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Discussion Starter · #1 ·
This is the 56th in a series of games based on a common theme. It could be genre, instrumentation, key signature, time period, style, country, groupings such as Scriabin's Piano Sonatas, etc.

Here's how it works:

1. First voter selects the common theme and a work that fits reasonably into the theme.
2. Second voter also selects a work that fits into the common theme.
3. We keep submitting works until we have collected 20 of them.
4. The game begins.

Selection Rules:

1. You may vote once daily.

2. When you vote, you will have one selection to make.

3. Selections end when we have collected 20 entries.

4. The maximum number of selections per composer is two.

The next voter will pick the common theme and first selection of the twenty.
 

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I am definitely sitting this one out. My listening usually does not extend back earlier than Henry Purcell, with the rare exception of Hildegard von Bingen, so I am definitely heading the peanut gallery in this game.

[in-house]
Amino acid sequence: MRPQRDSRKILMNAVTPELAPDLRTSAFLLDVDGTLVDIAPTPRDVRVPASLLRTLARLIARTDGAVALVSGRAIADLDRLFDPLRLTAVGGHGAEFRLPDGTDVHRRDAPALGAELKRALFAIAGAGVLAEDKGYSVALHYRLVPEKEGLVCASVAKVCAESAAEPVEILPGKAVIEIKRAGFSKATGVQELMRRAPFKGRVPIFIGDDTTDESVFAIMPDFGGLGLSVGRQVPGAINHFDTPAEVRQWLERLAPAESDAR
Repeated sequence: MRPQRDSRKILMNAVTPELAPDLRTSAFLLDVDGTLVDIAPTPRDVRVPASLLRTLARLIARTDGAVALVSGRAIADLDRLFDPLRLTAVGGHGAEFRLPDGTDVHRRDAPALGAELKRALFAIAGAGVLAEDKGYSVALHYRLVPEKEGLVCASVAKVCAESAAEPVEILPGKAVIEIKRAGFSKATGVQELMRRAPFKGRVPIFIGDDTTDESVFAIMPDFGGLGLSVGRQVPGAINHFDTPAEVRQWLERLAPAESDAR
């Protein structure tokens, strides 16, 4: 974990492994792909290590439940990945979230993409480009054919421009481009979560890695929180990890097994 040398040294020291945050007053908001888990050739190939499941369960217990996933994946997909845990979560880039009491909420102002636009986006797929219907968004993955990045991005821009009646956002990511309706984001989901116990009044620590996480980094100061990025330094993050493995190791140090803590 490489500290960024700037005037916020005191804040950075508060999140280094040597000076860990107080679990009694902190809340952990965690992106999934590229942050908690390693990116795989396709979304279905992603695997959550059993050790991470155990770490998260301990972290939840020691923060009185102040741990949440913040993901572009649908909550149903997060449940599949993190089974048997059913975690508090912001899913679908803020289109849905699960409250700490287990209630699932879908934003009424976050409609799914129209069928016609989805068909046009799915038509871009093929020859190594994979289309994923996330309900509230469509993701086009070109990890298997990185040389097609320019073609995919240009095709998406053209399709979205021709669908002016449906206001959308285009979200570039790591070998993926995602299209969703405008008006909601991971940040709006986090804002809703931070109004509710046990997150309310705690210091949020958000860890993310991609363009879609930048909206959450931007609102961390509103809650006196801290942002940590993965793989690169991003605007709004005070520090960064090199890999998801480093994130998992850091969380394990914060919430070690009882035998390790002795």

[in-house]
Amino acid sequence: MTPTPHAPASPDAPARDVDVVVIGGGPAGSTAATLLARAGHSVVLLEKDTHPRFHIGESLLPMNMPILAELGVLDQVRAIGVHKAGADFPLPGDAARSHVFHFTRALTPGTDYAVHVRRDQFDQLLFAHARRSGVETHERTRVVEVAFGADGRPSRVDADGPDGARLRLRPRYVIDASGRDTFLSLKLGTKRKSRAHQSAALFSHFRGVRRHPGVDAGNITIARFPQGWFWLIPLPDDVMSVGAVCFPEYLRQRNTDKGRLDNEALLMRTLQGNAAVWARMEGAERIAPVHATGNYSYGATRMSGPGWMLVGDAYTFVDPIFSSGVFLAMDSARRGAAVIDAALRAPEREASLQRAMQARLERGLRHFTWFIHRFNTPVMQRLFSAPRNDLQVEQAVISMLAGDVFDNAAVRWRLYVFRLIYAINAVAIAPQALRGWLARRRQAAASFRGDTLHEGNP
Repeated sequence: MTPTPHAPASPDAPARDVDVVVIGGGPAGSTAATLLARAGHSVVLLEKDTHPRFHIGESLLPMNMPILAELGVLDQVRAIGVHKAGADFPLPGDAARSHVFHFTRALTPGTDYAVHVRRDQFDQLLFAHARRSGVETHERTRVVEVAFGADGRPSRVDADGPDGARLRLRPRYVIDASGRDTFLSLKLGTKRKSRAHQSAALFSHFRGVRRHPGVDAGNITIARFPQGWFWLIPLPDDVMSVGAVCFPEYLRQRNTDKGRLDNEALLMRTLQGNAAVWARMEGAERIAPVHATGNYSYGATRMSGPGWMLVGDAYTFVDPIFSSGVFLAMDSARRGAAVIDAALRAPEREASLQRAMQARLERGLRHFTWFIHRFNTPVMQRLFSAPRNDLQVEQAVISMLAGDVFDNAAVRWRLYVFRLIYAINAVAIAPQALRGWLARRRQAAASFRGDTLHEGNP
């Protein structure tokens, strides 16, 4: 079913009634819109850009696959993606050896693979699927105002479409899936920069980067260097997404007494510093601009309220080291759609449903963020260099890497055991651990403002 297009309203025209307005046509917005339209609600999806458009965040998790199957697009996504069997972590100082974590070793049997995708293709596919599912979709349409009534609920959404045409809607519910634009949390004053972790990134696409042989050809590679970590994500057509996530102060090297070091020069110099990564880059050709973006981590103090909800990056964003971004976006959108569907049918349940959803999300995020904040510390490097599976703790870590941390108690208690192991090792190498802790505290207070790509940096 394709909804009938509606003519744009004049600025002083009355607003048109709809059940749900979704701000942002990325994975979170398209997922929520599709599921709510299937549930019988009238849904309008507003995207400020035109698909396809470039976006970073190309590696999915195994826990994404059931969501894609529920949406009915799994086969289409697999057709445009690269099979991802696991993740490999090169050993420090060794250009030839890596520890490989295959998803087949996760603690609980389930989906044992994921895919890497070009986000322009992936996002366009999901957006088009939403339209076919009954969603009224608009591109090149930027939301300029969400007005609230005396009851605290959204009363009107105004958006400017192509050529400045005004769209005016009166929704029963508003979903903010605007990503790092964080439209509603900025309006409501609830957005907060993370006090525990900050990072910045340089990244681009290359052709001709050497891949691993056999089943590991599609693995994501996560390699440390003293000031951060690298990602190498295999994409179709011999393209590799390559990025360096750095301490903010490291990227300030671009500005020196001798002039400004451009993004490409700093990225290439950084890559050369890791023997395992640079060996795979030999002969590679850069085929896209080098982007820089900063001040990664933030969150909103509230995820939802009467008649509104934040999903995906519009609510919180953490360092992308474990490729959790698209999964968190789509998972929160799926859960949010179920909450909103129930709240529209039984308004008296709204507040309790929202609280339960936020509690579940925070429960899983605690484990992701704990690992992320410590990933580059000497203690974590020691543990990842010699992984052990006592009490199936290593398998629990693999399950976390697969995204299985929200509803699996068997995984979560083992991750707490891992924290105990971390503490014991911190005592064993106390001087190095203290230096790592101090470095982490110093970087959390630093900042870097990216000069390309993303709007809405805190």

As the head of the peanut gallery, I wonder if the criteria are being defined too narrowly if you disallow multiple compositions by the same composer? Will be watching with interest.
 

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I am definitely sitting this one out. My listening usually does not extend back earlier than Henry Purcell, with the rare exception of Hildegard von Bingen, so I am definitely heading the peanut gallery in this game.

As the head of the peanut gallery, I wonder if the criteria are being defined too narrowly if you disallow multiple compositions by the same composer? Will be watching with interest.

I wonder if I will have to eat my words. A quick web search yields more names than I would have guessed, although I don't recognize most of them, although I am the first to admit that the Baroque is not my usual musical stomping grounds.
 

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Discussion Starter · #7 ·
I am definitely sitting this one out. My listening usually does not extend back earlier than Henry Purcell
So do something that you usually don't do. There are already 3 works on the list, and they are easily worth a listen (I'm partial to the Dowland).
 
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